Why You Really Shouldn’t Make the Logo Bigger

A bigger logo doesn't make a better ad

It’s the request that every Graphic Designer dreads. The client really likes the design, apart from one thing. They don’t want to tell the designer how to do their job but, before they sign off, can the designer just ‘make the logo a bit bigger’?

From a brand and marketing perspective, this is a bad idea. Yes, as the client you’re paying the bill. Yes, you’ve invested in a professionally-designed logo and you want people to know who you are. And yes, you want the customer to buy from you and not a competitor. So doesn’t a bigger logo ensure that these goals are met?

Think about it from the customer’s point of view. They’re looking for a product or service to solve a particular problem. Or they may not even know that they have a problem. Your goal is to show them that you have the perfect solution. They may have never heard of you. They may not know a thing about you. What they really want to know, having been made aware that they do have problem, is how you can help them solve it. And, perhaps more importantly, how much will it cost? Putting it simply, they’re not that interested in your logo.

So instead of flashing your logo at them, talk about your product or your service. Tell the customer about what it offers and how it will solve their problem. Don’t talk about the features that make your product special. Instead tell them about the benefits that they will gain from using it. If you’re going to compare your product or service with the opposition point out the benefits that make your product or service better than the opposition’s.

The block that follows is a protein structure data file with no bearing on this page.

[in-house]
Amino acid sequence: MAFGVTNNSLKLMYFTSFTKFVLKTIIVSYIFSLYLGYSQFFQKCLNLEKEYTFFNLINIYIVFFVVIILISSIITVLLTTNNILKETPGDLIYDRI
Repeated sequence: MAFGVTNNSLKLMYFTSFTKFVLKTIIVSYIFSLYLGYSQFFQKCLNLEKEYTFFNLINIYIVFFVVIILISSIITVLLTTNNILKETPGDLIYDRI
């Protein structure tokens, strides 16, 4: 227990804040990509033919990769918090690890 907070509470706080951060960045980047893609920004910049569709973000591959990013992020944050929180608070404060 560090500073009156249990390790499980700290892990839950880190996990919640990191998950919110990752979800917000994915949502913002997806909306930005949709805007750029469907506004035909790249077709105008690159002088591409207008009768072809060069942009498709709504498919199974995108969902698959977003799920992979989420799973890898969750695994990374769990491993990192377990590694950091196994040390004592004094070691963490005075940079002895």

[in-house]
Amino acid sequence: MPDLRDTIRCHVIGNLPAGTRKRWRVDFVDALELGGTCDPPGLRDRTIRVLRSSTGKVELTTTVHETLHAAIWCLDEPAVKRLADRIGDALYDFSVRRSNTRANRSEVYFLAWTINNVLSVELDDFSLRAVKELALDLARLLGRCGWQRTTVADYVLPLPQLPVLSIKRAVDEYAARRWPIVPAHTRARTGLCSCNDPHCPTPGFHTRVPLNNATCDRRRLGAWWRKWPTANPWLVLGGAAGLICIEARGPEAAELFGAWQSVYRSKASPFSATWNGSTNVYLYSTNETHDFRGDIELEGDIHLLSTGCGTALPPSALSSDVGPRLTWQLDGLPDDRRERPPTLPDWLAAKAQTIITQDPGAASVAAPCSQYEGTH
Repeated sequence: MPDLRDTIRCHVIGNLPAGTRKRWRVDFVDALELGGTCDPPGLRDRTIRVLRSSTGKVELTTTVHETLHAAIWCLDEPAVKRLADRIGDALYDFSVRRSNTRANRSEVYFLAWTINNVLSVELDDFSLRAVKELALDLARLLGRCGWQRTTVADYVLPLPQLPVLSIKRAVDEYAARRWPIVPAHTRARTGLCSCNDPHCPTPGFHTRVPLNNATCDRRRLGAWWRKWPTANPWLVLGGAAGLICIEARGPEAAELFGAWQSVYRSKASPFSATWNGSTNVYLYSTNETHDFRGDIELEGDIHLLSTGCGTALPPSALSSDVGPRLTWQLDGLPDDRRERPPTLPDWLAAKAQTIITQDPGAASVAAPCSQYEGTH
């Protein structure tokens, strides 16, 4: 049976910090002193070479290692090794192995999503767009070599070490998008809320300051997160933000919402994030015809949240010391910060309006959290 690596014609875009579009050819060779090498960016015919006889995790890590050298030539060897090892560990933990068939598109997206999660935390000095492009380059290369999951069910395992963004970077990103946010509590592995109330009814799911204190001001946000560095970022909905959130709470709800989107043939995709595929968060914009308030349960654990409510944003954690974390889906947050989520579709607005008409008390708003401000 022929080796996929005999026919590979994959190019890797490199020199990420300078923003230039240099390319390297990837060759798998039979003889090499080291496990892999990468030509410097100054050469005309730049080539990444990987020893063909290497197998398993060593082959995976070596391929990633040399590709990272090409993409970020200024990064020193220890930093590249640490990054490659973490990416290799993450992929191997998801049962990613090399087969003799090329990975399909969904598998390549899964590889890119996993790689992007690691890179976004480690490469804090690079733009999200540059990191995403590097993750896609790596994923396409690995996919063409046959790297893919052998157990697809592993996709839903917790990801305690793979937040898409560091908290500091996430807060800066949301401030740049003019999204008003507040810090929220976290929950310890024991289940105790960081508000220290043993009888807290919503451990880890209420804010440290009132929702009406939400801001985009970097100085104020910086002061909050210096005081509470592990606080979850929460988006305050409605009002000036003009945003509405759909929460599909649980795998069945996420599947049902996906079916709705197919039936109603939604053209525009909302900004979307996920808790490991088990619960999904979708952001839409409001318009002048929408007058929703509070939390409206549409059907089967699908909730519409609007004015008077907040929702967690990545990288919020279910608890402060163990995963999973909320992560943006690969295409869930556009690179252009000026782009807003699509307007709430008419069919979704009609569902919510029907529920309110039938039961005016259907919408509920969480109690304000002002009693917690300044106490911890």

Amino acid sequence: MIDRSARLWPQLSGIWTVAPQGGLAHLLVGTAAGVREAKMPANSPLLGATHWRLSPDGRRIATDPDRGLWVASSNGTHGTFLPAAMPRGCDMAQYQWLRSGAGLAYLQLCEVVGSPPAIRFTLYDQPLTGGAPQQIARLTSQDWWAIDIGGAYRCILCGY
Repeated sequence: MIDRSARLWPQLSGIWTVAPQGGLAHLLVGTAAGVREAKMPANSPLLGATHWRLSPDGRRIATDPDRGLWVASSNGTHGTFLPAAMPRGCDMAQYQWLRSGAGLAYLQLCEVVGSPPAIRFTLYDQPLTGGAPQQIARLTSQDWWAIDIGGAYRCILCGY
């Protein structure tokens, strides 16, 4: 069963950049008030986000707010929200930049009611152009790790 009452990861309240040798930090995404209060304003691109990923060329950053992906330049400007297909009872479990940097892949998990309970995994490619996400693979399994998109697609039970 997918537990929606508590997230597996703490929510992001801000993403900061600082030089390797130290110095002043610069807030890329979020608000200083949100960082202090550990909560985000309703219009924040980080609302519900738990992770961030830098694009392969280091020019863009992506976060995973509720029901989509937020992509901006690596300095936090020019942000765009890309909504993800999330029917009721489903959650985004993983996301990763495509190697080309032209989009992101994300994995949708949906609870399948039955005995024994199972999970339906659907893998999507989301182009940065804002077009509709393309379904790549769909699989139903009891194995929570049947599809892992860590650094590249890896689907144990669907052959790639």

At every stage of communication, from your banner or print ad, to your website, to your business card, your billboard and beyond, bring your brand into play. It’s here that you show them the whole package. Make sure that the correct colour palette and typefaces are used. Set a consistent tone and style for your written and visual communications. Take a consistent approach to the way you present your product or service. All these factors build your credibility with customers. By taking a ‘whole brand’ approach they will see that you’re so much more than just a big logo.

And then close with your call to action, logo, and contact details (what they should do next, who they should deal with and how to get in touch). This is the last part of your message that they will see, and the most important information they will retain.